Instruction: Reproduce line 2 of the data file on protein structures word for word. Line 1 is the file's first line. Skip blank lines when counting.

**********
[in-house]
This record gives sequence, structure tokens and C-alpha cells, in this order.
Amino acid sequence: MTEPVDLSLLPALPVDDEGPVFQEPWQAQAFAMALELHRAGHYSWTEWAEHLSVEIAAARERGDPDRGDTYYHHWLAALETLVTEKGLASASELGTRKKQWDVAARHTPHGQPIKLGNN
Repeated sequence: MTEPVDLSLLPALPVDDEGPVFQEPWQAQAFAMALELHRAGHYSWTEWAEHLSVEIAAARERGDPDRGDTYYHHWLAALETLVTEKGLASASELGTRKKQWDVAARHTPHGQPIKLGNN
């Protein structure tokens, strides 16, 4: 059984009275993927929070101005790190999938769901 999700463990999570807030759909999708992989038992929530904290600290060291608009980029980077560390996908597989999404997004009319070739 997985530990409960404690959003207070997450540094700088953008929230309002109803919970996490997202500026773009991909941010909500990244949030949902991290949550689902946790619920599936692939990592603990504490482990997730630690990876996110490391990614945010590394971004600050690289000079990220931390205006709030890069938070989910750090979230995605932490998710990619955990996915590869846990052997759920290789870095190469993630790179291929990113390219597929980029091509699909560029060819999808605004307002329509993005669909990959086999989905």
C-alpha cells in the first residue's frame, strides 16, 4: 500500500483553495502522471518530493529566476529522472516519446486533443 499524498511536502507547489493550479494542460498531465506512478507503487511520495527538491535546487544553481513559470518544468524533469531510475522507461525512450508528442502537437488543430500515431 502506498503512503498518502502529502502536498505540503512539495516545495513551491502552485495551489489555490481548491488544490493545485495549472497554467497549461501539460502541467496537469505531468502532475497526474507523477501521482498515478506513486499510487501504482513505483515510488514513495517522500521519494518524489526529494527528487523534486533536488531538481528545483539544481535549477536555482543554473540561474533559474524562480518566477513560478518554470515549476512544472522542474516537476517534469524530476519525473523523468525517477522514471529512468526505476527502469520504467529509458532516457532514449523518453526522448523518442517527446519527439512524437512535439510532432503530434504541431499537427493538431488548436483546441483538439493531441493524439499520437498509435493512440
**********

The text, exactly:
This record gives sequence, structure tokens and C-alpha cells, in this order.